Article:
I was lured into the African market mainly because I am African and I felt that as a brand I had the experience and I was exposed to everything that would cater to the African skin. I wanted to make a brand that relates to my African sisters

The brand’s unique proposition to the Kenyan market is not to just sell them products they do not need but educate them about makeup and understand how to buy makeup customized for each individual so they do not feel like they are wasting a cent. The plan is to expand all over Africa, Europe and Asia. 

As technology introduces new dimensions, one can get useful online resource in a few mouse clicks. Social media too has played a big part on how people look, present themselves and this has motivated people to feel and look great. For Mgido, education of the masses might go a long way. As an example, she notes that making women understand what makeup does for their confidence, spirit and looks is something that cannot be ignored. It is all of enhancing the beauty that Africans have already. So, why is it important to keep re-inventing?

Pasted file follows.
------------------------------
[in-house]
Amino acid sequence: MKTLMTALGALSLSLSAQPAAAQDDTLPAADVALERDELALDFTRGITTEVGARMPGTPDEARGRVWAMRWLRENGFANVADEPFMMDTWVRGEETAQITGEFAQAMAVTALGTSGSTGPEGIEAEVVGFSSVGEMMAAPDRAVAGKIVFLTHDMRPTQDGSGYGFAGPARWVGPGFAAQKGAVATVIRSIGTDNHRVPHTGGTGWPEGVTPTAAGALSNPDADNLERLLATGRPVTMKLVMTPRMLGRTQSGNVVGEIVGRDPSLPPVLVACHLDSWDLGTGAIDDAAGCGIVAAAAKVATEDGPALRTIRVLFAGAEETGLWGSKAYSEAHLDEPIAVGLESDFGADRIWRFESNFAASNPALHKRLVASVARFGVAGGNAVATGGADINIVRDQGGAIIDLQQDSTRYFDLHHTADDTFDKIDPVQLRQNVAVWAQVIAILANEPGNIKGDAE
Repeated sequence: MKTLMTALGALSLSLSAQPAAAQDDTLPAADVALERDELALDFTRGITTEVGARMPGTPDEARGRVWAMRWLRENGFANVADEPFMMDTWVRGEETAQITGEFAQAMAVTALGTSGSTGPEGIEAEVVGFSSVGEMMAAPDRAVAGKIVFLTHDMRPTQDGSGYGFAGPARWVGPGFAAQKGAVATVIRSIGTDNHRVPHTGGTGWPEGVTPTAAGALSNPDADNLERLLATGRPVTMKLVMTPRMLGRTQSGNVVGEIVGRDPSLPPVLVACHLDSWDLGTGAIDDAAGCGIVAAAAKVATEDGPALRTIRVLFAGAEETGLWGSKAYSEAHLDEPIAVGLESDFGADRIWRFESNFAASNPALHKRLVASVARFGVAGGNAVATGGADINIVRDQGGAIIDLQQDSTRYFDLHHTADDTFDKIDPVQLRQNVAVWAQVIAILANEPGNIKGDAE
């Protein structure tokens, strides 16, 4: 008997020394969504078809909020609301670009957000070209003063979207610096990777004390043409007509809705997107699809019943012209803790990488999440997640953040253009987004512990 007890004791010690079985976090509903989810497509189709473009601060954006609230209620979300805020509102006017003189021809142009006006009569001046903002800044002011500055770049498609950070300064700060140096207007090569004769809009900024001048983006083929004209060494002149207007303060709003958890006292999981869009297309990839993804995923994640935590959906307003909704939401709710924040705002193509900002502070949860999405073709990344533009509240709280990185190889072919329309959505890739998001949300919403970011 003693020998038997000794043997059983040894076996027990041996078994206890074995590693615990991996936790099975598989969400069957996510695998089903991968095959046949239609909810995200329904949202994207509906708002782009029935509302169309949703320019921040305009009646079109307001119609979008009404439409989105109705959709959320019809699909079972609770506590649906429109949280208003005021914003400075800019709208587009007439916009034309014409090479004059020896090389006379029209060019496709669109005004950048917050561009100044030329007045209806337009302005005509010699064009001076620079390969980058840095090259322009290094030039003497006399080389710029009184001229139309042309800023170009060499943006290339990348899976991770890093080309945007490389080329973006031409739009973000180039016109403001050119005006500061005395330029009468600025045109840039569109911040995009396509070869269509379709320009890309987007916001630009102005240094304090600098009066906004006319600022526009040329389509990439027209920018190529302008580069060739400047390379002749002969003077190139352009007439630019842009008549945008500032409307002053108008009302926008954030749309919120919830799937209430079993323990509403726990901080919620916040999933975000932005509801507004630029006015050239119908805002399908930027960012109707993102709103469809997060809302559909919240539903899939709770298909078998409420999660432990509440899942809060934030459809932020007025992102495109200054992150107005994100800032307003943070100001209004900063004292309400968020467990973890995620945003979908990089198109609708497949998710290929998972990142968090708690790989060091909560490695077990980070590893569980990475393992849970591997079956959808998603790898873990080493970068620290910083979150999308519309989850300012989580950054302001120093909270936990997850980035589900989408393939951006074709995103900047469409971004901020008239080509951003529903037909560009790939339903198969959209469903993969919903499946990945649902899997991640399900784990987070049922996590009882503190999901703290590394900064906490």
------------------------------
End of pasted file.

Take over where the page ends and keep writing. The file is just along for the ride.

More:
“All this evolution gives the utmost optimism that the Jacque Mgido brand will do very well,” she says. “I will be able to significantly gain market share because the average consumer has become smart and savvy with their money. The Jacque Mgido brand is hands on and listens to the consumer closely and intently. As a brand owner that is accessible on my social media all the consumers feel like they are part of the family and we are listening therefore they get more for their bank.”